I’m writing this on the eve of a visit with the son of my best life-long friend, who is very much interested in writing musicals. So, naturally, I’m thinking about what to tell him, if I’m called upon to tell him something. Which isn’t likely. And I certainly won’t utter a thousand words. Like I will here.
A mid-century football coach said “Winning isn’t everything; it’s the only thing.” The thing that most people miss, in writing musicals, is that story isn’t everything; it’s the only thing. Oh, sure, if you think hard enough, you can find successful musicals with plots that didn’t work at all. But aspire to higher than Andrew Lloyd Webber and various elements of your creation are more likely to fall into place. When I taught a college course in musical theatre performance, I began the first class every year with the words, “Greetings, storytellers.” I would have said the same to costumers, stage managers, conductors. It’s the most collaborative of arts and all of us, in any position, are endeavoring to tell the story. Make sure the audience is following along. Don’t assume that you can distract them from attending the tale by throwing in some splashy number, tangential to the plot. Cut that out! Kill your babies! Make your show a lean story-telling machine.
This probably entails tossing out your ballads. Songwriters fall in love with their slowly expressed cris de coeur and, more times than not, audiences are put to sleep by them. And then when you pile up a succession of ballads in a row: I know you didn’t mean to, but you’ve created a snooze-fest.
If a group of expert artisans were building a building, the architect would start by producing a blueprint. And, along the way, the finished edifice would differ, in many ways, from that initial plan. (I enjoy attending architecture shows in museums where you can compare these things.) So, eleven years ago, my script Such Good Friends had a cast of 19 and centered on a difficult exchange between a father and a son. Under the brilliant direction of Marc Bruni, the show was produced with a cast of ten, no son, and that difficult exchange never happened. The alterations told the story better. Neophyte scribes should be aware that the collaborative forces are very likely to adjust the plan on its way to fruition. And that’s a good thing.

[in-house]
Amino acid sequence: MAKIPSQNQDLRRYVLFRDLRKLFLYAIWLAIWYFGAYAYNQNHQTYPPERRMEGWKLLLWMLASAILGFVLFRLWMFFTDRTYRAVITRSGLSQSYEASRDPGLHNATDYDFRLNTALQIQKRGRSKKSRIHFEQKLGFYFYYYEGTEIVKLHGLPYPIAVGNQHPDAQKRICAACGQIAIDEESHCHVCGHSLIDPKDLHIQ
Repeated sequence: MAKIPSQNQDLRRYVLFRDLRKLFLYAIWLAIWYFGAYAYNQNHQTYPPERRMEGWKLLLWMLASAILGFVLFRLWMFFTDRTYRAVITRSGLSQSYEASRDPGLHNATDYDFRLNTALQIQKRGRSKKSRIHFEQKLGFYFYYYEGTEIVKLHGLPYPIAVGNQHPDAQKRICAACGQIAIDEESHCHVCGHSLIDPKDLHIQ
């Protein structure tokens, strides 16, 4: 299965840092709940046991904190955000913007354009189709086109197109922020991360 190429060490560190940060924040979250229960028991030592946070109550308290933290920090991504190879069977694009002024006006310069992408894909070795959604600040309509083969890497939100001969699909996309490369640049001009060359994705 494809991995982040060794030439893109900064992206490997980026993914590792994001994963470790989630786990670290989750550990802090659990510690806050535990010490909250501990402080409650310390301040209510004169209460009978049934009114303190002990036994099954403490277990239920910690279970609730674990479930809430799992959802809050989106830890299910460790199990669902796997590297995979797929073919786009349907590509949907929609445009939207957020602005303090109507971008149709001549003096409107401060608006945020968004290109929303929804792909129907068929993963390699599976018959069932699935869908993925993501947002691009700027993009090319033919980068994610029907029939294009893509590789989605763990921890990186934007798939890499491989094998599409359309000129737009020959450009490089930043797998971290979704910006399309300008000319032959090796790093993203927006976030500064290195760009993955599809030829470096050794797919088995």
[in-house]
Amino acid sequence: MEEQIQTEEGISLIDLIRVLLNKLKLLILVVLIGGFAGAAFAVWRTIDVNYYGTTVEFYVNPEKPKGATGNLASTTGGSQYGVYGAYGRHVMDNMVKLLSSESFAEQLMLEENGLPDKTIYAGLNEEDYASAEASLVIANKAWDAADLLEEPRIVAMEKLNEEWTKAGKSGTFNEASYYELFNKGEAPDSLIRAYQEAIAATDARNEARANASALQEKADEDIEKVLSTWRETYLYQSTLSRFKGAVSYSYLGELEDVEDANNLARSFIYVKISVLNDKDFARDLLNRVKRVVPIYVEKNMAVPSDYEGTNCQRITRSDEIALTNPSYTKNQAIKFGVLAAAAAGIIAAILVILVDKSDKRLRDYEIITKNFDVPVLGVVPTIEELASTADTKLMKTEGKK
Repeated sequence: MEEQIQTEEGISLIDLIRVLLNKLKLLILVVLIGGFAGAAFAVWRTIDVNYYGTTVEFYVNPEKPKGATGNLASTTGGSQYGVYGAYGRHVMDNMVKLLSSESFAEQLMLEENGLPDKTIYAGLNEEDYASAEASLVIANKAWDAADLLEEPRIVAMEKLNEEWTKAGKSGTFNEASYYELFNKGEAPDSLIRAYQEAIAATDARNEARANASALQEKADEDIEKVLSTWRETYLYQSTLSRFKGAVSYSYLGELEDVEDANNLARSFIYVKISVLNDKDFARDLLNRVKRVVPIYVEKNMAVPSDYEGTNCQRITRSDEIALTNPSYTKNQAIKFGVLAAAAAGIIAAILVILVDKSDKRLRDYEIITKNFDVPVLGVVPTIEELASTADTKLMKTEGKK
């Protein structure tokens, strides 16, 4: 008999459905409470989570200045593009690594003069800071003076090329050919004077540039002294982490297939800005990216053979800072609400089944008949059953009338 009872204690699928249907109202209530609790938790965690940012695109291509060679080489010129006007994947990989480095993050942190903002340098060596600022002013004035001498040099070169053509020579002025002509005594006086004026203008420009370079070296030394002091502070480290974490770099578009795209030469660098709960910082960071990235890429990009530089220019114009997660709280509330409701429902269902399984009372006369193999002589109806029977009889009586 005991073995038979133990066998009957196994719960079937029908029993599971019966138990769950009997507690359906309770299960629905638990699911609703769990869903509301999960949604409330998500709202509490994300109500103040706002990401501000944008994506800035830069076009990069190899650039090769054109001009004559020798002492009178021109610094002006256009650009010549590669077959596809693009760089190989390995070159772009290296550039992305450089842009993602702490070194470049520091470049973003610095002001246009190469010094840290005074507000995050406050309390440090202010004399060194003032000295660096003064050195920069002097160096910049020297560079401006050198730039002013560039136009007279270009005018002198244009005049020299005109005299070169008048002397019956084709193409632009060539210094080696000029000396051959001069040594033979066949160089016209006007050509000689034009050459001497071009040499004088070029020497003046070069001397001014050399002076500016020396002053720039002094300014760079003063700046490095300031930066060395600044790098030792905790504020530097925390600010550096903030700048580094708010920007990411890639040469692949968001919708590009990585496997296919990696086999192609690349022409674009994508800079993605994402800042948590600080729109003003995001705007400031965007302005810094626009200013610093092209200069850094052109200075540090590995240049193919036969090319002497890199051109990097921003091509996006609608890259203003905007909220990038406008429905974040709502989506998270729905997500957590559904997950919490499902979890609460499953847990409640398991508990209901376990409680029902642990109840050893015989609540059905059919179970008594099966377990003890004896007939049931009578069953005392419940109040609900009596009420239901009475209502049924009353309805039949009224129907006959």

I swear I’ll drop this analogy soon, but think of a component on that blueprint, looking wonderful. One reason it might not survive in the production is that it didn’t play as well, live on stage, as it did in its earlier form. It’s easy to get confused by this. A song may be wonderful on paper. A song may play like gangbusters in a cabaret. The recording of a song could be a YouTube sensation. But your principal goal is to tell a story in a theatre to a live audience, and that’s a very different thing. When I was just a little older than my young friend is today, there was a song from a musical you heard on the radio all the time. Its verses were rap – quite ahead of its time! – and the refrains were reminiscent of the disco era, specifically the Bee Gees’ use of falsettos. Number 3 on the charts! That’s quite a successful song, right?
Well, not in the theatre. In the musical, Chess, it was a scene-setter that made little sense. The character singing, a “bad boy” American chess master (you know the type) extended all this energy to tell us about Thailand. For no good reason. (Contrast how The King and I establishes the same country with music and images, not a descriptive word is sung.) The song – hell, the whole show – just lay there because the creators lost sight of the narrative need to motivate a high-octane description.
Composers Benny Andersson and Björn Ulvaeus, sometimes called “The ABBA Boys” were new to musical-writing, but experienced at concocting chart-topping hits. The veteran lyricist, Tim Rice, had, in Jesus Christ Superstar, successfully transformed the post-suicide Judas into a rockin’ narrator of that show’s title song. The original “hit” recordings of both these songs involved the same British actor, Murray Head. I am straining to avoid using a pun with all these names.
And maybe that last paragraph is just trivia. But there’s something to be said for knowing the history of musical theatre, and the repertory. When rock stars decide they can write a musical, they often stumble due to lack of familiarity with what’s gone before. No less a talent than Paul Simon served up a tale of Hispanic gang violence in New York of the late 1950s. Critics queried whether it hadn’t occurred to him this had been done before – one of the best shows ever. I figure if you’re going to do something that’s been done before, the least you can do is pick something truly obscure. So, when writing The Christmas Bride my librettist came up with an idea that a profligate’s lawyers want him to focus on serious debts but all he can do is rhapsodize about a woman. I thought, Wait a minute: Where have I seen something like this before? It’s similar to a funny duet from a show called Kean, To Look Upon My Love. I took the template from this incredibly obscure show tune and ran with it.
So, where does one go to learn the history of musical theatre? August 1, 2 & 4 I will entertain all comers for four hours in North Hollywood, California. ( http://nmi.org/events/a-subjective-history-of-musical-theatre/ ) How our beloved genre came to be, told in story and song, moving and funny. Which seems appropriate, because good musicals tell stories through song and are always both moving and funny. It’s in two two-hour parts, which you can mix and match. Say hello. See you there. Aloha.